Refueling: The picnic area is quite lovely and includes a pavilion and scattered picnic tables. But Hawn state park is also close to Ste. Genevieve and the wineries that make up the nearby Route du Vin.

Getting there: Interstate 55 south to Exit 150, Ste. Genevieve. Exit onto Highway 32 and go west 11 miles to Highway 144. Turn left onto 144 for 4 miles. From St. Louis, it's about a 90-minute drive. Highway 32 is a scenic, winding rural road.

Hours: 7:30 a.m. to 9 p.m., March 15 through Nov. 14; 7:30 a.m. to sunset, Nov. 15 through March 14.

Admission: Free

Shaw Nature Reserve

Trails: Shaw Nature Reserve has 14 miles of trails, many of which intersect and take visitors through contrasting environments. I like to start at the Bascom House, built in 1879, mostly because I enjoy wandering through the wild, colorful gardens adjacent to the house. (Non-hikers can sit in a rocking chair overlooking the gardens or check out the exhibit indoors.)

It's very easy to join the 3/4-mile Brush Creek trail from the wildflower garden. This trail winds through the tall prairie, golden in the fall, and past the Sod House, built by the nature reserve's staff, and a faux teepee. The path continues to the Maritz Trail House, a shelter with picnic tables, water and restrooms.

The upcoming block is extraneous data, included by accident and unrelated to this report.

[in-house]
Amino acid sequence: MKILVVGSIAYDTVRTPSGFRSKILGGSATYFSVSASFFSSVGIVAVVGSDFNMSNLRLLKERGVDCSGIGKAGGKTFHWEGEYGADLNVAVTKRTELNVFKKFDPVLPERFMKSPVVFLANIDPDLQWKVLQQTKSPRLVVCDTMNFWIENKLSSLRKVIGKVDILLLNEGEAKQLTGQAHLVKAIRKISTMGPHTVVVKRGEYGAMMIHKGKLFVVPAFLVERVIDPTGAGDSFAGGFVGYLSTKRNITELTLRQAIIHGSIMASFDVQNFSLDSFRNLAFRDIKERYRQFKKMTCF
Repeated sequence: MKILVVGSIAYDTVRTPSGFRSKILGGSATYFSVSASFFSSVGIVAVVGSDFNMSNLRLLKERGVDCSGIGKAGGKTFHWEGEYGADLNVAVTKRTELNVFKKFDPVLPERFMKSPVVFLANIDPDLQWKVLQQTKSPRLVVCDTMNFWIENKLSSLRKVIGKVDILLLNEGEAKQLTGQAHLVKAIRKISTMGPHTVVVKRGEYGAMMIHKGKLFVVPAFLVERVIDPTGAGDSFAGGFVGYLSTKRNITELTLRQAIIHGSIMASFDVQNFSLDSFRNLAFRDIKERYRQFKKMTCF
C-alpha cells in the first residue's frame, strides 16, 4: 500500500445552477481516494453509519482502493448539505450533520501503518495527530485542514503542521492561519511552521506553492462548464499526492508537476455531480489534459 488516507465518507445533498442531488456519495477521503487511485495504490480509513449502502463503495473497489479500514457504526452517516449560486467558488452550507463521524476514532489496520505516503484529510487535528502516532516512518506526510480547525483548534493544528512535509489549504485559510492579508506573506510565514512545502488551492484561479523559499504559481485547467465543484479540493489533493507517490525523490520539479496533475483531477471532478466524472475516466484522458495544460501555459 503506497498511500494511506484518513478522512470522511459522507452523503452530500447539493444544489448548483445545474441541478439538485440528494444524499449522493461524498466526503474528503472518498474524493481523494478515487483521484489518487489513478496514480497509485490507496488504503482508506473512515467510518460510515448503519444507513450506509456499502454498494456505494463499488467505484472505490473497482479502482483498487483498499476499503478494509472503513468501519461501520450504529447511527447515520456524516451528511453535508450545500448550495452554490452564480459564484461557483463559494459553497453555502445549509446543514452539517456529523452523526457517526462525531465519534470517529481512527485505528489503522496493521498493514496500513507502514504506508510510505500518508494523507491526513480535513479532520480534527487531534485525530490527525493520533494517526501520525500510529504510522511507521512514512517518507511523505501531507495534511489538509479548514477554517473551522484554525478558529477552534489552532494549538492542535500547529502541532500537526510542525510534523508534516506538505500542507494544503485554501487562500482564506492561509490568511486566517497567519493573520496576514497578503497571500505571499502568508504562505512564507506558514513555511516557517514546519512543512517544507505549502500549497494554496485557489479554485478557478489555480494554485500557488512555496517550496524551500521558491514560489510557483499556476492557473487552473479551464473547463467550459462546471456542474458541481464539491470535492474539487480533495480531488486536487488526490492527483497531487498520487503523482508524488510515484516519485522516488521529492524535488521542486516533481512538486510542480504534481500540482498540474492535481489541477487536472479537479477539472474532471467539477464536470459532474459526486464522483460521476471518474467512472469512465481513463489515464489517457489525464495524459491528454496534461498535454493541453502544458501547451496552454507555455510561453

At the Maritz Trail House, hikers can head off in several directions. I frequently take the heavily wooded 3/4-mile Wildflower loop trail. One of its highlights is a boardwalk, which snakes through a neon-green swampy glade. No matter the time of year, I often see deer along this trail. Fortunately, they seem much more accustomed to seeing me -- or any human -- and just wander away.

From this trail, a spur connects hikers to the Goddard River Trail and ultimately to a gravel bar along the Meramec River. In summer, kids and adults wade in and cool off. In fall, though, it's enough to skim a few stones and turn around.

Refueling: The nature reserve has areas with picnic tables, but the picturesque town of Washington, on the Missouri River, is just a short drive away.

Getting there: Interstate 44 to exit 253 at Gray Summit. Turn left, crossing over the interstate. Turn right at the intersection (at the Phillips 66) and go 50 yards to the large iron gates on the left side of the road. Shaw Nature Reserve is about an hour's drive from St. Louis.

Hours: 7 a.m. to sunset year-round; the Visitor Center is open from 8 a.m to 4:30 p.m., weekdays and 9 a.m. to 5 p.m., weekends. The Nature Reserve is open every day, but the Visitor Center is closed on some major holidays.

Admission: Free to members of the Missouri Botanical Garden; $3, adults; $2, seniors; children under 12 free.